BRABAZON'S CONCERN FOR WORKING PEOPLE
In the opening poem to Proletarians-Transition entitled "Present
Australians" Brabazon uses such a voice "I am a pamphleteer of God. / I
am a son of my Guru. / And I bring messages to an old land." and then
goes on to deliver his message of God's oneness: "I proclaim the message
which my Guru taught me, / that none exist save God, / that your material
dreams are nothing but emptiness."
The first thing that strikes the reader in all of these poems is
Brabazon's concern for working people in everyday occupations. This
is seen in the titles, for instance: "Song of the Accountant," "Chorus for
Cooks and Waitresses," "Song for Lab. Assistants," "Song for Call Girls,
Professional and Amateur."
In the "Song of the Recluse," which suggests an occupation free from
social responsibility, Brabazon presents the opposite view in which
the recluse is seen as inextricably connected with each person in
society. This poem more than any other in the collection reveals
Brabazon's new found role as a poet committed to people:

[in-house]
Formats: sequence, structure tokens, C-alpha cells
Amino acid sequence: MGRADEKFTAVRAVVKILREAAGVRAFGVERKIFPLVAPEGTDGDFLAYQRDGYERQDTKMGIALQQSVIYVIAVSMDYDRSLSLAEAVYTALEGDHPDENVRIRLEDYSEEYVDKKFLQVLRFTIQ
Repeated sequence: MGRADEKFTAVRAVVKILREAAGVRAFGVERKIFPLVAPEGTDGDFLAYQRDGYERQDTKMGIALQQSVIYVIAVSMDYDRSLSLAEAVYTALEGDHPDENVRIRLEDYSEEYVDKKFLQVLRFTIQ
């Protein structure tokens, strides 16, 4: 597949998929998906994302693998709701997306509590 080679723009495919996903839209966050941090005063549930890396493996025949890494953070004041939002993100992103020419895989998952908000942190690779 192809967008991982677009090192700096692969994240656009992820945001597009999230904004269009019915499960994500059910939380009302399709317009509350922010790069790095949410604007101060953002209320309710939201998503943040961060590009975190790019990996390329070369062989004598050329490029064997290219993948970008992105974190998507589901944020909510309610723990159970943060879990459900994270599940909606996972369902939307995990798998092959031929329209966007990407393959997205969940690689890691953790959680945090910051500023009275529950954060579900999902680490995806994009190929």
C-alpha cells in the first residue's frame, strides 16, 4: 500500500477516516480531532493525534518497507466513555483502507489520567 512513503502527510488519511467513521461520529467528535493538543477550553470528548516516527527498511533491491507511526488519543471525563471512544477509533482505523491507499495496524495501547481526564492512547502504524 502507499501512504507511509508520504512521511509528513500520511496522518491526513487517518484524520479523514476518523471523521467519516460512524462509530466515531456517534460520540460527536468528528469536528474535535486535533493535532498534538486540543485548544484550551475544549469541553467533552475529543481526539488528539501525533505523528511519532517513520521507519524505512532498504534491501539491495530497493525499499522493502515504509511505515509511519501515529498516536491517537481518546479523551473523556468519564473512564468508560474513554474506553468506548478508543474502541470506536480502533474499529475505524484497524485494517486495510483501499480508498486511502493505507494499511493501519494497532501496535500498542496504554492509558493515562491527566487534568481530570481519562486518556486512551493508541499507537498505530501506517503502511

"I am welded inescapably to every living man and woman.
Not for a moment can I escape my obligations.
I work ceaselessly
breaking down the barriers
which exist between myself and me;
between every man and woman and their fulfilment.
If I cease for a moment
In my meditation and purification
I am loafing on my job,
on my part of the construction of the New Humanity.
You have misjudged me grossly:
You think I am an escapist from life.
I tell you
I have escaped into life, which I share
unconditionally with, and in
If it is a work which you do not understand,
be frank and admit it
and do not condemn.
You hold it no shame
I have retreated into consciousness;
I labour to make it permanent and complete.
For that is our great work
The great task which lies before us:
The replacing of unconsciousness
The replacing of ignorance
The releasing of energy
The turning of stones into BREAD."
FRANCIS BRABAZON, pp. 113-115
2002 © Ross Keating